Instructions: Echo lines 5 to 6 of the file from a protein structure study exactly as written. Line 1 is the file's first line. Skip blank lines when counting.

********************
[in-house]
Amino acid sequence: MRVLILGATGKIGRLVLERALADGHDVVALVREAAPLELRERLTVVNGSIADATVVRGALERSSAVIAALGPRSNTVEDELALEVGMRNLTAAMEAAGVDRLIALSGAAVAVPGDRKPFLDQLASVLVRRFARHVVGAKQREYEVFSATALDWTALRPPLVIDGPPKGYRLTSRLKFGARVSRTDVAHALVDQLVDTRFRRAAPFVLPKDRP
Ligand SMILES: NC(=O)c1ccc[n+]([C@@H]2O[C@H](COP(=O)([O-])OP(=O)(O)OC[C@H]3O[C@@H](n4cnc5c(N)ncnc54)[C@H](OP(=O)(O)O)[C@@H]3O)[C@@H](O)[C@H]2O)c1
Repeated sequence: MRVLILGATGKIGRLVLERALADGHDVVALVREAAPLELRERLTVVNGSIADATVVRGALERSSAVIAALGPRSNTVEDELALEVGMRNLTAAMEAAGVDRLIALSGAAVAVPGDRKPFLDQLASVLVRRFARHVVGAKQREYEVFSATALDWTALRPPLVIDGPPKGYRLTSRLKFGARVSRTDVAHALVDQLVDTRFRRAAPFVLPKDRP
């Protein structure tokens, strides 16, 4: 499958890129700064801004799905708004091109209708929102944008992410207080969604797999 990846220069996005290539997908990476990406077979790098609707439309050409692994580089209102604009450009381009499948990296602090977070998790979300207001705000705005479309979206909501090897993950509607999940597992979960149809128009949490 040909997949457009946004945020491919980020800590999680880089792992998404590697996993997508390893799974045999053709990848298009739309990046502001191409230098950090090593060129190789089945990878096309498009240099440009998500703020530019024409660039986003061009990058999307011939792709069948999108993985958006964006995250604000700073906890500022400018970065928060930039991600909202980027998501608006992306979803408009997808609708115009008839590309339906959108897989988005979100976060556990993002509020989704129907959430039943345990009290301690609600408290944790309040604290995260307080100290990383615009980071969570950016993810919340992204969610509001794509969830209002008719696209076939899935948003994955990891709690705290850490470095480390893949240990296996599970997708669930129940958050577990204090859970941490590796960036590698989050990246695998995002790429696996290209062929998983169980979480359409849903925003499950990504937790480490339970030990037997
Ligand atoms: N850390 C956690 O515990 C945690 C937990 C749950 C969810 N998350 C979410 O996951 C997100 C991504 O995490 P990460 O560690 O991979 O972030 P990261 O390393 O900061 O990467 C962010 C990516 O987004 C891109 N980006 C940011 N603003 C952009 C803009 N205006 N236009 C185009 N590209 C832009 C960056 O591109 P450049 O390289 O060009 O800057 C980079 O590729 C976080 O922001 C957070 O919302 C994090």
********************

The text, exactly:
């Protein structure tokens, strides 16, 4: 499958890129700064801004799905708004091109209708929102944008992410207080969604797999 990846220069996005290539997908990476990406077979790098609707439309050409692994580089209102604009450009381009499948990296602090977070998790979300207001705000705005479309979206909501090897993950509607999940597992979960149809128009949490 040909997949457009946004945020491919980020800590999680880089792992998404590697996993997508390893799974045999053709990848298009739309990046502001191409230098950090090593060129190789089945990878096309498009240099440009998500703020530019024409660039986003061009990058999307011939792709069948999108993985958006964006995250604000700073906890500022400018970065928060930039991600909202980027998501608006992306979803408009997808609708115009008839590309339906959108897989988005979100976060556990993002509020989704129907959430039943345990009290301690609600408290944790309040604290995260307080100290990383615009980071969570950016993810919340992204969610509001794509969830209002008719696209076939899935948003994955990891709690705290850490470095480390893949240990296996599970997708669930129940958050577990204090859970941490590796960036590698989050990246695998995002790429696996290209062929998983169980979480359409849903925003499950990504937790480490339970030990037997
Ligand atoms: N850390 C956690 O515990 C945690 C937990 C749950 C969810 N998350 C979410 O996951 C997100 C991504 O995490 P990460 O560690 O991979 O972030 P990261 O390393 O900061 O990467 C962010 C990516 O987004 C891109 N980006 C940011 N603003 C952009 C803009 N205006 N236009 C185009 N590209 C832009 C960056 O591109 P450049 O390289 O060009 O800057 C980079 O590729 C976080 O922001 C957070 O919302 C994090």